Microsoft Open-Sources their WebGL Implementation and Publishes It Own Version of FreeBSD

Posted by at 11:19 am on June 9, 2016

MS loves Open Source

Microsoft has open-sourced a small portion of their Edge web browser. This is the part that binds OpenGL ES 2.0 functionality, implemented atop Direct3D in Edge, to JavaScript for websites to directly interact with the user’s GPU,

Websites can use WebGL to share 3D objects in an interactive way, have interesting backgrounds and decorations, or even render a video game.

This is not an open-source build of Microsoft Edge, though. Microsoft intends for it to be reference, at least for now they say. If you are interested in using or contributing to this project for some reason, their GitHub readme file asks you to contact them.

 

Microsoft has published its own distribution of FreeBSD 10.3 in order to make the OS available and supported in Azure.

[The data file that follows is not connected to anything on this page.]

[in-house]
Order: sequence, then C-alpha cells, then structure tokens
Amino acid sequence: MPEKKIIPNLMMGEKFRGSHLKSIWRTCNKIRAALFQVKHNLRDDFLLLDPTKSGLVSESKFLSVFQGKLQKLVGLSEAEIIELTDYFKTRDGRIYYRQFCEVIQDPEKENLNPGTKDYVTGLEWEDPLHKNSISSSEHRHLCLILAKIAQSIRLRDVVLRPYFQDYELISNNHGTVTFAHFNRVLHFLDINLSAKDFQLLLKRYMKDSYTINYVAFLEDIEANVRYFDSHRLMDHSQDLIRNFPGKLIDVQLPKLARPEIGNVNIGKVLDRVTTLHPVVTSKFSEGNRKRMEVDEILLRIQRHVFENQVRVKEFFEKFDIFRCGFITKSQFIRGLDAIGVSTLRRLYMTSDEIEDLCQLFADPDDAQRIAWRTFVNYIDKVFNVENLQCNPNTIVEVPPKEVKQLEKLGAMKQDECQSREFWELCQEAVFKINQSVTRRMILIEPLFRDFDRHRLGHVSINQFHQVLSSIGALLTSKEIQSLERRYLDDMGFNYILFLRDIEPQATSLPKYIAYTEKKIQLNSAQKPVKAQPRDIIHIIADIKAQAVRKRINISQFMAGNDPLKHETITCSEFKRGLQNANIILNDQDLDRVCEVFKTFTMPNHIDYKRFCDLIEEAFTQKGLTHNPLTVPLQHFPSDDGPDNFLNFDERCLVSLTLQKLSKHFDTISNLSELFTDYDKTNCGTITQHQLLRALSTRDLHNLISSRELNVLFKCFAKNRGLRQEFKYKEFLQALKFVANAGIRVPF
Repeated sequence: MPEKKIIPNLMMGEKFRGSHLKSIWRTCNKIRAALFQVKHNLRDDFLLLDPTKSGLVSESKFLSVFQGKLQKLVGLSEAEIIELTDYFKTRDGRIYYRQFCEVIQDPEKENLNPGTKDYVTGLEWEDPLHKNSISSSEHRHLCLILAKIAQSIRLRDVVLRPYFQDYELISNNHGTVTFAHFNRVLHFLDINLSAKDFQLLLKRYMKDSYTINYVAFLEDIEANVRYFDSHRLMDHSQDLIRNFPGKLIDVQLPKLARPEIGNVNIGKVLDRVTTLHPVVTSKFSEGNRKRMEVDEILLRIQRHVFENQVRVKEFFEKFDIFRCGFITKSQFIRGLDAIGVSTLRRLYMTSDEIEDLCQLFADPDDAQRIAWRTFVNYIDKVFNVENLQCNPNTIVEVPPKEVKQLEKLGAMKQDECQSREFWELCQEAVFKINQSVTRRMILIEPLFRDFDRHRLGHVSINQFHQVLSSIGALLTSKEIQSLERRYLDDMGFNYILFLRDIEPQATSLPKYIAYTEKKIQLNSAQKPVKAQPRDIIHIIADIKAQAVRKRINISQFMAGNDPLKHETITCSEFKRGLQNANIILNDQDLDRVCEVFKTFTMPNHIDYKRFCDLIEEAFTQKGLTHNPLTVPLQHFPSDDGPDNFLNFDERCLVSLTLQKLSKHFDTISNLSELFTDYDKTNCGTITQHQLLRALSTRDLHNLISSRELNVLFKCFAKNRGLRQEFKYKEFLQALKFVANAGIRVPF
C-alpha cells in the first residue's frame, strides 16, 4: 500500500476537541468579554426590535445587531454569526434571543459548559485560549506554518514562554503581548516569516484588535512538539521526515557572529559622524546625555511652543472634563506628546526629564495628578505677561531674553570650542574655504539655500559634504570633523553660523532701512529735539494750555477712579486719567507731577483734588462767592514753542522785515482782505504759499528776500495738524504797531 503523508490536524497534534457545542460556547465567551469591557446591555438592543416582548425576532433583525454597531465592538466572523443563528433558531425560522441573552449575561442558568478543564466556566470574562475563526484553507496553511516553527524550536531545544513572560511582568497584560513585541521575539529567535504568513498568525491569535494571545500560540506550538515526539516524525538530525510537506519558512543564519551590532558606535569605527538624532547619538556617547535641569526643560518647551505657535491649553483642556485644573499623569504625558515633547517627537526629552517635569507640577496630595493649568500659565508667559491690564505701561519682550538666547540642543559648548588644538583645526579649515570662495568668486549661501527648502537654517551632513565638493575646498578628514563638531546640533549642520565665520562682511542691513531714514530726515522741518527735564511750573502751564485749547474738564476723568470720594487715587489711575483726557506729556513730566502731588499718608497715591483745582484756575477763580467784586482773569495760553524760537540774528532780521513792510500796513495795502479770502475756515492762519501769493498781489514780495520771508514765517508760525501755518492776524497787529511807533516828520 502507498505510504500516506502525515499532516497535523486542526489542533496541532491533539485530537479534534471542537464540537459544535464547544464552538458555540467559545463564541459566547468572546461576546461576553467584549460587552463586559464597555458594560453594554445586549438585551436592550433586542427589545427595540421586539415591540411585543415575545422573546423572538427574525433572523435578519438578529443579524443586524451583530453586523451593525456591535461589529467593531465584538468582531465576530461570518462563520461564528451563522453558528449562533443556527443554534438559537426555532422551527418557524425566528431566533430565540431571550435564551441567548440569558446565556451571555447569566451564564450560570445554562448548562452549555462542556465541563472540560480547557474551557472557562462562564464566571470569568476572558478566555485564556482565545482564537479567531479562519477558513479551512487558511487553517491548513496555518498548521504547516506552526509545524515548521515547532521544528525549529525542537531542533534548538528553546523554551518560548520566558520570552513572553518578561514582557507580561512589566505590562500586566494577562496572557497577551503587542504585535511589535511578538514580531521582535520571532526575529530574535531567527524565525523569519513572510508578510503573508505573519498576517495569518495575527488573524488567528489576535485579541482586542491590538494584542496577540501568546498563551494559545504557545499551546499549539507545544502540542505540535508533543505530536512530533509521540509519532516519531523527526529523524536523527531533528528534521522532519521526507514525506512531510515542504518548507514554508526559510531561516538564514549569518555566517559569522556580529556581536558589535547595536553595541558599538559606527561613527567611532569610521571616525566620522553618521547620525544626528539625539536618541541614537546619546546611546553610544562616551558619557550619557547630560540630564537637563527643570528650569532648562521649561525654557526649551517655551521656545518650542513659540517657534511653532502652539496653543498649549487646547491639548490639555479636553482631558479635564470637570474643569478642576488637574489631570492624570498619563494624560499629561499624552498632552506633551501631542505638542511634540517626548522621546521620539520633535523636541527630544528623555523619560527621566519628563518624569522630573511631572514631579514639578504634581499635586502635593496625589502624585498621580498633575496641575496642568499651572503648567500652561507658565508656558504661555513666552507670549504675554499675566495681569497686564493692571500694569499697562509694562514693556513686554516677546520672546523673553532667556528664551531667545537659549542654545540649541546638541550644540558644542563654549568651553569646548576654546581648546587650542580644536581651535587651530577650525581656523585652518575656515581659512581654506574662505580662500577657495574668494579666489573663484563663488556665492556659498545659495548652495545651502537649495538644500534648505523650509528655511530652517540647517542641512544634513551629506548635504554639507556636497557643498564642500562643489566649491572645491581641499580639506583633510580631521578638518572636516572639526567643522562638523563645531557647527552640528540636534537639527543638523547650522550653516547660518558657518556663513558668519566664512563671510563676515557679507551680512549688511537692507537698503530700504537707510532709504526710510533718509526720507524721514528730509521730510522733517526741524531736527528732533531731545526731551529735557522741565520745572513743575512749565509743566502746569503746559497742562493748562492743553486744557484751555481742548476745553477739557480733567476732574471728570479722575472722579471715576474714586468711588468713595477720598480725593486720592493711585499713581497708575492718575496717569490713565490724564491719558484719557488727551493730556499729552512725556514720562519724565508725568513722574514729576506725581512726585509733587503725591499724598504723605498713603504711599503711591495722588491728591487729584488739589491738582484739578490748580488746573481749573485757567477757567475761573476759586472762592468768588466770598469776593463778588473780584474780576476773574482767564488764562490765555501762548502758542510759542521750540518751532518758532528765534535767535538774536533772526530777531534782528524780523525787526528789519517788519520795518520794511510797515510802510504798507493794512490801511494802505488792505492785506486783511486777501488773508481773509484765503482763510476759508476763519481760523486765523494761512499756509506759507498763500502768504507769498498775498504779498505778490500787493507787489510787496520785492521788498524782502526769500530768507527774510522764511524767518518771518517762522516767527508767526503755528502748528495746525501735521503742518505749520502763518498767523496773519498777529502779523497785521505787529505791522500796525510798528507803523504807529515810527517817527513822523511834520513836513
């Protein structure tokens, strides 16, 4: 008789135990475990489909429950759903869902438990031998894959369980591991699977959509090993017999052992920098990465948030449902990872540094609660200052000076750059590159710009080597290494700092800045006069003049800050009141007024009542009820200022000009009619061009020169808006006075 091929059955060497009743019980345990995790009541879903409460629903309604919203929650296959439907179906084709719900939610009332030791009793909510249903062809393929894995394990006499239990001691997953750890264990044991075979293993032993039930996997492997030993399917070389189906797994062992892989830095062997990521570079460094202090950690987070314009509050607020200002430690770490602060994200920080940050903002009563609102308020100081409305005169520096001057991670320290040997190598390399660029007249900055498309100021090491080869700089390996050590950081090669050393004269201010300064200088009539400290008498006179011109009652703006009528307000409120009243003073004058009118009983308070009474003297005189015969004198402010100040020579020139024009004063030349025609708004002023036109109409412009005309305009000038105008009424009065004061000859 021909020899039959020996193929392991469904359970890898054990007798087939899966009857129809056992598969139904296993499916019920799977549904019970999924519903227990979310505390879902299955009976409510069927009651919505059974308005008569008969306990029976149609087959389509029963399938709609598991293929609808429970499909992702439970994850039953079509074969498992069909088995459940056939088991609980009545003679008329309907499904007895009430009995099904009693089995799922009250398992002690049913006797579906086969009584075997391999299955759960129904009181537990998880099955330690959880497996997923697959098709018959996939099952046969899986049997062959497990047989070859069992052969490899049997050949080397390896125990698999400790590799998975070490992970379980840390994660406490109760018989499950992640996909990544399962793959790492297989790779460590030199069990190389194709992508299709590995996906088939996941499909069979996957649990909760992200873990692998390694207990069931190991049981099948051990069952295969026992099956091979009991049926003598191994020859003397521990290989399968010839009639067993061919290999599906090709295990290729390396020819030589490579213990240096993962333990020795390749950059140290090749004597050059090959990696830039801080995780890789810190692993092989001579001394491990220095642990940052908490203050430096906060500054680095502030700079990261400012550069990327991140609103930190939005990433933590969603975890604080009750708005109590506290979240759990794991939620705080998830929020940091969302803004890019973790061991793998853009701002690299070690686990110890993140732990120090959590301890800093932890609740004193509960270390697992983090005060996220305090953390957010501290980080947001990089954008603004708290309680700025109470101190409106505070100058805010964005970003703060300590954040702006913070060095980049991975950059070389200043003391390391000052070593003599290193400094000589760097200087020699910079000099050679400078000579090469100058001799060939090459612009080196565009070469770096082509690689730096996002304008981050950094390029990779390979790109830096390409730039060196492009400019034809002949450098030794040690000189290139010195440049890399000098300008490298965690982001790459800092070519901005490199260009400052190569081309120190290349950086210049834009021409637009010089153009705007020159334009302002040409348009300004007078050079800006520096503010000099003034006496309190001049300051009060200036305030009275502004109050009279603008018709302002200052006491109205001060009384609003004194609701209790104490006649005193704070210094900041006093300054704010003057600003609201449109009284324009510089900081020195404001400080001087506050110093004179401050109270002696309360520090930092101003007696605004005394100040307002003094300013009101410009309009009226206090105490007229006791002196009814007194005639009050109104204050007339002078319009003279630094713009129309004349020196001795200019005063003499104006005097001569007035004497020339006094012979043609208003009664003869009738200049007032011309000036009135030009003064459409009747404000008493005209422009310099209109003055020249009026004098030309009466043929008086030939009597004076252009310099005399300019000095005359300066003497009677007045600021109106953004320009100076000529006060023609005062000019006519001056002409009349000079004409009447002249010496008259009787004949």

Jason Anderson, principal PM manager at Microsoft’s Open Source Technology Center says Redmond “took on the work of building, testing, releasing and maintaining the image” so it could “ensure our customers have an enterprise SLA for their FreeBSD VMs running in Azure”.

Microsoft did so “to remove that burden” from the FreeBSD Foundation, which relies on community contributions.

Redmond is not keeping its work on FreeBSD to itself: Anderson says “the majority of the investments we make at the kernel level to enable network and storage performance were up-streamed into the FreeBSD 10.3 release, so anyone who downloads a FreeBSD 10.3 image from the FreeBSD Foundation will get those investments from Microsoft built in to the OS.”

Code will flow both ways: Anderson says “… our intent is to stay current and make available the latest releases shortly after they are released by the FreeBSD Release Engineering team. We are continuing to make investments to further tune performance on storage, as well as adding new Hyper-V features – stay tuned for more information on this!”

Microsoft says it will support its distribution when run in Azure.

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